Before Christianity hit the Emerald Isle, the Druids celebrated Samhain (pronounced SOW-wen), or the festival of the dead. Samhain was held at summer's end when, the Druids believed, there was but a mere veil separating the worlds of the living and the dead.
Samhain involved a communal feast, setting out food for the dead and leaving doors and windows unlocked so the spirits could travel freely. The Druids also believed evil spirits would try to cart off unsuspecting souls at this time of year, so they would don costumes mimicking those of the spirit world in order to protect themselves from being taken — the predecessor to today's Halloween costumes.
When Christianity came to Ireland, the Catholic Church replaced Samhain with All Saints' Day and All Souls' Day to provide a "better" celebration than the Druids' pagan ritual. Even so, many of the old customs remained. People enjoyed parties, apple-bobbing and various divination games. One example of the latter: peeling an apple into one long strip, then tossing the strip of apple peel over your left shoulder. The strip will supposedly fall into the shape of the initial of your future spouse. Partygoers ate special foods, like barmbrack, a type of fruitcake into which various small items were baked. The item in your slice of cake denoted a future occurrence. For example, getting a coin equaled prosperity, while a ring meant romance and/or happiness. Ancient Celts also carved turnips, a precursor to the American jack-o'-lantern [sources: Haggerty, Ireland-Information].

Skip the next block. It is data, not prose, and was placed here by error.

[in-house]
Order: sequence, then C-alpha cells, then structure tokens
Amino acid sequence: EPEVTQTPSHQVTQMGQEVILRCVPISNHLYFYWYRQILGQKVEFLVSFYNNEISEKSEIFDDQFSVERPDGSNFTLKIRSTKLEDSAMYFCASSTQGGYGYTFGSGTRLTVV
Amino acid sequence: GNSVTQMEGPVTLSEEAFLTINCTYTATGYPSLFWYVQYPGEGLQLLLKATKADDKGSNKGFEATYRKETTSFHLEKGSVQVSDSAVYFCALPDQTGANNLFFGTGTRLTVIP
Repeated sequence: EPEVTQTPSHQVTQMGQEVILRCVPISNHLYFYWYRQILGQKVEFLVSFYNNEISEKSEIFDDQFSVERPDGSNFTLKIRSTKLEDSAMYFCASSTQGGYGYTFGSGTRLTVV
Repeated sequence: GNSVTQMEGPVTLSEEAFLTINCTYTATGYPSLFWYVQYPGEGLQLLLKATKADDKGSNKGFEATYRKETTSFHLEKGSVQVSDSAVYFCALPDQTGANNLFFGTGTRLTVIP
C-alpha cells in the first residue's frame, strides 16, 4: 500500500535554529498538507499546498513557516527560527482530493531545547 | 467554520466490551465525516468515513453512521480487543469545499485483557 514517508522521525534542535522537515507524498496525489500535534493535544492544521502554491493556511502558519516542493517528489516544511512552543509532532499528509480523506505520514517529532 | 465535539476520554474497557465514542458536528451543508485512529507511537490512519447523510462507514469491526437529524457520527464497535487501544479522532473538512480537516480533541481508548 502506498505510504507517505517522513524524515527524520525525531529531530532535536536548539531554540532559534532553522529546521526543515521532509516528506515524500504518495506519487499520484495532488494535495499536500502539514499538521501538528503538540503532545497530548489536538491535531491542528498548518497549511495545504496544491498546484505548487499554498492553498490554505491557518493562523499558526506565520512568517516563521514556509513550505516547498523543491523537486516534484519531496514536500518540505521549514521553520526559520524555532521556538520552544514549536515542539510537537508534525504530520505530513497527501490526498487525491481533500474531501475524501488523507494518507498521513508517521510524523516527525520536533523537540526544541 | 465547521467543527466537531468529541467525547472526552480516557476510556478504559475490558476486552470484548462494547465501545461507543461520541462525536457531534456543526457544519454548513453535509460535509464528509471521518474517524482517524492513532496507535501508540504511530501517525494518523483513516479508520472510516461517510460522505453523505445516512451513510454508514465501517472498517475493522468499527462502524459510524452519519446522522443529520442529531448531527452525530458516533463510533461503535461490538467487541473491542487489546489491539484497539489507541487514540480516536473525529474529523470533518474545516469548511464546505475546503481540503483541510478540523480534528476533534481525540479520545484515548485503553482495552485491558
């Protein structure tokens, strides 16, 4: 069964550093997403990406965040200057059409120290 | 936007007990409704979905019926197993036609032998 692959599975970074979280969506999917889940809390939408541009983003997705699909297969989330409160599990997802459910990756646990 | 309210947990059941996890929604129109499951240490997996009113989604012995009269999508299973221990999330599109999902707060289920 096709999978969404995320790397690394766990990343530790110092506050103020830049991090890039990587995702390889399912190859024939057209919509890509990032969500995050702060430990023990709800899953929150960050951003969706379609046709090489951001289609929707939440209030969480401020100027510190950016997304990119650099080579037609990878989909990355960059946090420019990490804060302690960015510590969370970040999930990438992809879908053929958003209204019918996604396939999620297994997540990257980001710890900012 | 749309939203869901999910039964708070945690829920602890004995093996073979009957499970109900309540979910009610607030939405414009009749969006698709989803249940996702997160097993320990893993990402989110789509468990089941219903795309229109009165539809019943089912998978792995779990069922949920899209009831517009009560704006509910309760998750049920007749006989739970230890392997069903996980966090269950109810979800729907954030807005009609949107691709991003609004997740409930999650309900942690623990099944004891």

Today Irish kids still dress up for Halloween, go trick-or-treating (now for candy instead of the traditional apples and nuts) and eat barmbrack, among other customs linked to the Druids. Some modern-day Druids have revived the ancient Samhain celebration as well.